v3 μακαριοι adj. "blessed" - not the best translation, "fortunate" or "well off", possibly "happy are you". Jesus is telling his disciples that they are fortunate to be this way, fortunate to possess these qualities of life, because in possessing them they inherit God's promised kingdom. The beatitudes are not imperatives so not earned but gifts. 
οι πτωχοι adj. "the poor ones" - those in total poverty, possessing nothing and with no means to earn a living other than by receiving alms.
τω πνευματι (α ατος) dat. "in spirit" - dative is local, serves to define the poverty. To be poor in spirit is to be totally destitute spiritually and so recognize the need for a total dependence on God. As Matthew uses this phrase it has nothing to do with actual poverty.
οτι "for" - introducing a causal clause explaining why the poor in spirit are blessed. Note repeated use of this conjunction throughout the beatitudes.
αυτων εστιν "theirs is" – in the sense of consequence (not reward).
των ουρανων (ος) gen. "[the kingdom] of heaven" - the eschatological reign of God.

v4 οι πενθουντες (πενθεω) part. "the mourning ones - participle serves as a substantive. It is likely that the mourning is over sin; "fortunate are those who are broken before God."
παρακληθησονται (παρακαλεω) fut. pas. "will be comforted" - a divine passive; "God will comfort them".

v5 οι πραεις (πραυς) adj. "the gentle ones”. a substantive. "Gentle" in the sense of not demanding of God, so "submissive to the will of God" and therefore willing to look to him for vindication.

κληρονομησουσιν την γην "[for they] will inherit the earth" - lit. receive by lot, therefore "possess" - identifying the consequence of covenant inclusion through submission to the divine will (cf. Psalm 37:11, inheriting the promised land. "They will receive what God has promised").

v6 οι πεινωντες (πειναω) pres. part. "the hungering ones" - a substantive.
την δικαιοσυνην (η) "righteousness" - righteousness, justice. Jesus is not speaking of for social justice, nor even those who desire social justice, but a desire for personal vindication, of being set-right before God, of being "judged in the right" - the same sense of justification expounded by Paul. 
χορτασθησονται (χορταζω) fut. pas. "will be satisfied ".

v7 οι ελεημονες (ων ονος) "the merciful ones" – the reciprocal nature of mercy and forgiveness is stressed in the New and Old Testaments. The Lord's Prayer gives the classic example, "forgive us our sins as we forgive those who sin against us." This beatitude is not saying that those who show mercy will have mercy shown to them, ie. a salvation by works idea. Rather that they who show mercy will know mercy.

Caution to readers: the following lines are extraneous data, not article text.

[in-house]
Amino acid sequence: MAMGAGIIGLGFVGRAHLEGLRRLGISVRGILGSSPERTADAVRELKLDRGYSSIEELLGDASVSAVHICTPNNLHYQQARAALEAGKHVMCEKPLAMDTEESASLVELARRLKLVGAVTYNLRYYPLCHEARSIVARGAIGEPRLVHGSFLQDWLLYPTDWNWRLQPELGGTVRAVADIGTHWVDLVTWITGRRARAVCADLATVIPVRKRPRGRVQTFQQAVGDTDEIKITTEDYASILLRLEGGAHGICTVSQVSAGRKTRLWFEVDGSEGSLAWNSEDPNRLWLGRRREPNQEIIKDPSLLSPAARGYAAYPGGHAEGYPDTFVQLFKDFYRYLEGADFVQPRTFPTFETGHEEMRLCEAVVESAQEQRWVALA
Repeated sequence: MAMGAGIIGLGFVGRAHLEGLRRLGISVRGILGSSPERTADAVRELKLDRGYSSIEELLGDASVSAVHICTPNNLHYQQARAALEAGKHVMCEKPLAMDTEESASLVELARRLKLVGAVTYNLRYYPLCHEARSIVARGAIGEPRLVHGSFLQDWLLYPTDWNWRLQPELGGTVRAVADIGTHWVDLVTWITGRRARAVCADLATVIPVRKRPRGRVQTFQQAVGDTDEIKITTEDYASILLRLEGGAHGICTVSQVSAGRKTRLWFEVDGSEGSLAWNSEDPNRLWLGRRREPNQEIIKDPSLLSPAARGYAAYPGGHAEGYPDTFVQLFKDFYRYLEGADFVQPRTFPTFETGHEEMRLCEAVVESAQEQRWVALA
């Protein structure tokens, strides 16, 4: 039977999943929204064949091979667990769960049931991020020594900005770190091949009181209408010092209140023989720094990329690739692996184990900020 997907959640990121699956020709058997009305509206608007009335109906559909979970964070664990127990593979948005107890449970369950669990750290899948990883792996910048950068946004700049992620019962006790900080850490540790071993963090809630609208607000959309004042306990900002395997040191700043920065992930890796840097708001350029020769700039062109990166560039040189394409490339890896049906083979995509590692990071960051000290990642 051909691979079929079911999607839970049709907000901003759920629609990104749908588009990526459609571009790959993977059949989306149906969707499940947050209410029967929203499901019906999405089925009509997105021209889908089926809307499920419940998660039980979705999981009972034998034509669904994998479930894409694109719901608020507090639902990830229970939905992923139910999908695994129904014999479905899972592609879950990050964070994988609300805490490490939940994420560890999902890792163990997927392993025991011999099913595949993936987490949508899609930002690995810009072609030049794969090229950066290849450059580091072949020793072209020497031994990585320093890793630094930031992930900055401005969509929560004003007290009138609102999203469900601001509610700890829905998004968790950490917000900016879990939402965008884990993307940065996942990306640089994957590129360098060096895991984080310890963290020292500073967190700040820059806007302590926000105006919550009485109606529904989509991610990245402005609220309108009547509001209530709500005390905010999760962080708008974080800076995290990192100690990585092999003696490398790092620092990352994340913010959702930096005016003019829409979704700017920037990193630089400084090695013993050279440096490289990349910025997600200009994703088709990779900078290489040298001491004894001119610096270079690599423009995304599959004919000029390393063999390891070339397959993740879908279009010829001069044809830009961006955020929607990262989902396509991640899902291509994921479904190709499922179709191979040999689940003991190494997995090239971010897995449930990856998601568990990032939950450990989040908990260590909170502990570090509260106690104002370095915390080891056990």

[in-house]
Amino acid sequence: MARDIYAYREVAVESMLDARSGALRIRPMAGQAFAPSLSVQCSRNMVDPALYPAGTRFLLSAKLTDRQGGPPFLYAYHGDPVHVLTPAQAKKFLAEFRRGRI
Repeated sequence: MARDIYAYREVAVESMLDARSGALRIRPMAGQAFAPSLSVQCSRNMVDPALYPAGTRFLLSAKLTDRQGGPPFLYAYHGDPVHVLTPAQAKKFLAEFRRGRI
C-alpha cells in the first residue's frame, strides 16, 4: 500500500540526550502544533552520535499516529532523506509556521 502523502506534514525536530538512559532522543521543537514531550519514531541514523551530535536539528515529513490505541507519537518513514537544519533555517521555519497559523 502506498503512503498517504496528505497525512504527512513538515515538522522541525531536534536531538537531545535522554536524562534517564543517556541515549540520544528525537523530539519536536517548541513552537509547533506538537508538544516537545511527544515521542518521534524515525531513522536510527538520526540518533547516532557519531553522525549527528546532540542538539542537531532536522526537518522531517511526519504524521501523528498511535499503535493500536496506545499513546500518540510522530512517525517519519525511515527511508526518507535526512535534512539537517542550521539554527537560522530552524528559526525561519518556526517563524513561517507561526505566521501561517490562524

v8 τη καρδια (α) dat. "[the pure] in heart" - dative of locality, the purity of heart referred to here may be the righteousness of God or the regenerate nature – it is certainly not moral or sexual purity. Those who possess righteousness will "be like him" and …
οψονται (οραω) fut. "will see [God]" – i.e.  find themselves in God's presence.

v9 οι ειρηνοποιοι (ος) "the ones who make peace" – a hapax legomenon. Clearly, Jesus is not thinking of conflict-resolution managers. In the end Jesus maybe referring to those who are no longer at war with God.
θεου (ος) gen. "[sons] of God" - genitive is relational; so “members of God's family”, i.e. the baptized.

v10 οι δεδιωγμενοι (διωκω) perf. pas. part. "the persecuted ones" - the perfect tense indicates persecution that began in time past, the consequences of which continue into the present, although with participles, duration is also intended those who endure persecution. The meaning of the word is usually in the NT, "to put to flight" or "drive away", but also carries a positive sense, "to follow with intensity and purpose and effort, in order to catch up with, for friendly or hostile purpose - to run after, to chase after, to pursue. to hasten, to run, to press forward, to press on, to follow without hostile intent". This meaning certainly fits with the other beatitudes; "blessed are you who pursue the living God." The trouble is v10 and 11 indicate the sense is "blessed are you when people persecute you because of your standing with God." So perhaps Jesus is warning his disciples that a servant is not greater than his master; if they persecute the master they will persecute the servant.
ενεκεν + gen. "because of" - causal.
η βασιλεια των ουρανων "the kingdom of heaven" - Matthew ends with a typical inclusio, rounding of the beatitudes as a package by ending where he started.